Report: Highest spike in construction fatalities since 2008

Construction fatalities are on the rise, according to preliminary data recently released by the U.S. Bureau of Labor Statistics (BLS). In fact, in its latest Census of Fatal Occupational Injuries (CFOI), the BLS reports that there were an alarming 874 construction deaths in the private sector in 2014 alone - an increase of nearly six percent from 2013, not to mention the largest total since 2008.

While the BLS report does not indicate how many of these construction-related deaths occurred solely in New York State, it does show that workplace fatalities as a whole increased more than 14 percent throughout the state during the same period, from 178 in 2013 to 203 in 2014.

More work is needed to curb construction injuries and fatalities in New York

Sadly, accidents and injuries continue to occur on worksites all over the state despite the fact that New York has some of the toughest laws in the country when it comes to the protection of construction workers.

For instance, New York Labor Code 240 - also known as the scaffolding law - requires contractors and developers to provide workers with sufficient safety equipment when working at elevated levels, including properly installed scaffolding, ladders and hoists. If a construction worker falls while working on scaffolding, this particular law may allow him or her to seek compensation for any injuries suffered. However, while the scaffolding law is an effective tool for injured construction workers, it does not change the fact that workers still suffer falls on a regular basis.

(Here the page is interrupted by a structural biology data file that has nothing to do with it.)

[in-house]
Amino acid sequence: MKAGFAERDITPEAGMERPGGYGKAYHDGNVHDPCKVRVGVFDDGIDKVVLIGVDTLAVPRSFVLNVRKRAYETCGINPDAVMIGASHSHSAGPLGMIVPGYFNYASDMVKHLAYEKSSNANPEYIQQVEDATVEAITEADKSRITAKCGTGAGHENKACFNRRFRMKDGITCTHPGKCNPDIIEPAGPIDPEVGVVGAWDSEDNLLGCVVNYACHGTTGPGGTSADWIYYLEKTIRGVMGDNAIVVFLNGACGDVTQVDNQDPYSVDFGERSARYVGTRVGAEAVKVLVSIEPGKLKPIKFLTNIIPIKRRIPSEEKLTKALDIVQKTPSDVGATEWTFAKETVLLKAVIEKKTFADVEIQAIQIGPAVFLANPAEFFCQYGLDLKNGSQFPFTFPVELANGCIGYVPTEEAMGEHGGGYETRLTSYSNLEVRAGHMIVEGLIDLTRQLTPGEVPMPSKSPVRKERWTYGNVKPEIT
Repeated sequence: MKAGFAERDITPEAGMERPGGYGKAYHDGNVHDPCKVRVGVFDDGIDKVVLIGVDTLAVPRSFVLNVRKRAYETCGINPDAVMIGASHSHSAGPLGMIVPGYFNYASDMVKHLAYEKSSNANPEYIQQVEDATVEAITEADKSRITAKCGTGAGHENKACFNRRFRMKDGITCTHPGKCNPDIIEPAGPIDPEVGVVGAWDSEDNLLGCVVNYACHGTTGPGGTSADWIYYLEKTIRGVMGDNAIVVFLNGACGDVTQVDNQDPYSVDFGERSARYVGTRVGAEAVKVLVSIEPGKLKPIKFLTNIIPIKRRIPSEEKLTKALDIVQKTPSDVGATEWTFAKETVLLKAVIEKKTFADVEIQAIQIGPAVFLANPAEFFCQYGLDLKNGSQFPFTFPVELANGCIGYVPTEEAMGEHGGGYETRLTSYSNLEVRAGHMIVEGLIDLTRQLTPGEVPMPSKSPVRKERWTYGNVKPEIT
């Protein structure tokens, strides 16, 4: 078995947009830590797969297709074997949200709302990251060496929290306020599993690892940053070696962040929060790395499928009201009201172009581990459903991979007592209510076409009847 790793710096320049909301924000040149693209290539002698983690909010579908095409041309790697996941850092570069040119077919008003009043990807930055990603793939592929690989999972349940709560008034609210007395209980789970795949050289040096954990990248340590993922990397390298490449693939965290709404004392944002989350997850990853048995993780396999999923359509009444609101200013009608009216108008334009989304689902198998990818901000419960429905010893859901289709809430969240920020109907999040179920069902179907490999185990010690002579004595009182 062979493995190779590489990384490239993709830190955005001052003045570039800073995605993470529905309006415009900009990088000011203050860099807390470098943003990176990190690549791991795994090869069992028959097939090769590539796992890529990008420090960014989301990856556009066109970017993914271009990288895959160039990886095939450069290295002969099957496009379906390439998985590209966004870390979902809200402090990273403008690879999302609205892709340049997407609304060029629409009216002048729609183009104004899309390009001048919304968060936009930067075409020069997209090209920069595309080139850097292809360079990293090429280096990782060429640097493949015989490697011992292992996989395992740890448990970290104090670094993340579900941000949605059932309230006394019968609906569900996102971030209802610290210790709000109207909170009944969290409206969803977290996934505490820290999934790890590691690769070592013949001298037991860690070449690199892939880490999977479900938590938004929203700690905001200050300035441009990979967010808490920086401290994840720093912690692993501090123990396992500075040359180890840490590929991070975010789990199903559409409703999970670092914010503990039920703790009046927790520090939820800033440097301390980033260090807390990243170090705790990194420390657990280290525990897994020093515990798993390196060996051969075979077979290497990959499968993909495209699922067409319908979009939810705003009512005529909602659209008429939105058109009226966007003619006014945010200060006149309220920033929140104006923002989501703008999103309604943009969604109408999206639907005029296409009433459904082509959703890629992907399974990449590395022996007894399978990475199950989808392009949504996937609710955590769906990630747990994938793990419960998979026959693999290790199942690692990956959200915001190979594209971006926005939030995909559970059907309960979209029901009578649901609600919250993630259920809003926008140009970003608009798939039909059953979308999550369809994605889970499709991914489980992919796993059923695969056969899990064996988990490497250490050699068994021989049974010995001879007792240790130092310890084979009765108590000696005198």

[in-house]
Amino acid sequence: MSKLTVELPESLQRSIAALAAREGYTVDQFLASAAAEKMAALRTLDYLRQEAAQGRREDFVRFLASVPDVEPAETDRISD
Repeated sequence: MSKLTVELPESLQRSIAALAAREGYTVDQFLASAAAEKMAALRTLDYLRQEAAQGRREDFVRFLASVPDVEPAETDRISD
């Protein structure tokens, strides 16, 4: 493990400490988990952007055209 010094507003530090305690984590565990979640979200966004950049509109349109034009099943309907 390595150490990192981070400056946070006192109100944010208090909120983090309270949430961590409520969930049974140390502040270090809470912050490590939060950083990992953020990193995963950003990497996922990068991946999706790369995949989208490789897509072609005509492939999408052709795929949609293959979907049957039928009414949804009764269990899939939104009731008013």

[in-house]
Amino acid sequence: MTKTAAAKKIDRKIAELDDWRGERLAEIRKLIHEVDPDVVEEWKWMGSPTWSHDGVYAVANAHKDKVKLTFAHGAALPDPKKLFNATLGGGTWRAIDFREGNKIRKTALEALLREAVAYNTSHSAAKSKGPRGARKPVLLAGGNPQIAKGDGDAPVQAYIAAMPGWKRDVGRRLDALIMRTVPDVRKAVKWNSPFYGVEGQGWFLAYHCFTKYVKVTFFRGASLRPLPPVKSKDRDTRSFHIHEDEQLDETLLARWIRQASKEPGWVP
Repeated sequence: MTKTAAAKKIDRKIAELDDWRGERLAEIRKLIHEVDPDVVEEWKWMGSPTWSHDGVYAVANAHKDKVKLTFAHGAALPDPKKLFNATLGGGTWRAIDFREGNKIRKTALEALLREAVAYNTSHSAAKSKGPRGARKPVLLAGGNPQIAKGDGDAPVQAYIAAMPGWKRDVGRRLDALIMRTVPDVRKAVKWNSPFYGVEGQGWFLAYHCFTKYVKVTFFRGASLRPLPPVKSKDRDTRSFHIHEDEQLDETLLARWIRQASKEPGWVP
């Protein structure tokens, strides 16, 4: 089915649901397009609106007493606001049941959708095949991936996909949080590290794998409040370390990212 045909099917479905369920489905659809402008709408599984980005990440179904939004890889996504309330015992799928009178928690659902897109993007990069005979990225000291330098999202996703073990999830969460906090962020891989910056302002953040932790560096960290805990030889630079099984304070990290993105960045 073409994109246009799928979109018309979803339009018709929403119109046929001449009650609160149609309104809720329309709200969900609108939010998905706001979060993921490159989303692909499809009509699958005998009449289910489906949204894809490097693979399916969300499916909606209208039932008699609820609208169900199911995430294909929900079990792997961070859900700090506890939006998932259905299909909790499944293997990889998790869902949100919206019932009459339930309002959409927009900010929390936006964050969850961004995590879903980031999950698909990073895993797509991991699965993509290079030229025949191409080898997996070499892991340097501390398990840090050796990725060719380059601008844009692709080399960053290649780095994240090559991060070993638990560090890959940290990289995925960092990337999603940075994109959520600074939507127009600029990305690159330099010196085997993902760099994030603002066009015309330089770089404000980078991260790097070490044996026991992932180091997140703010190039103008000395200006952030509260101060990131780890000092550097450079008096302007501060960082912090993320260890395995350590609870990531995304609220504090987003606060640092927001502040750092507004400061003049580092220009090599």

You, as a construction worker, should not have to suffer simply because a developer or general contractor fails to take the proper precautions on the construction site - precautions that are often required by law. If you have been injured while working construction, it is often a good idea to seek legal representation. An experienced attorney can review the circumstances of you injury and help explain what legal options may be available.



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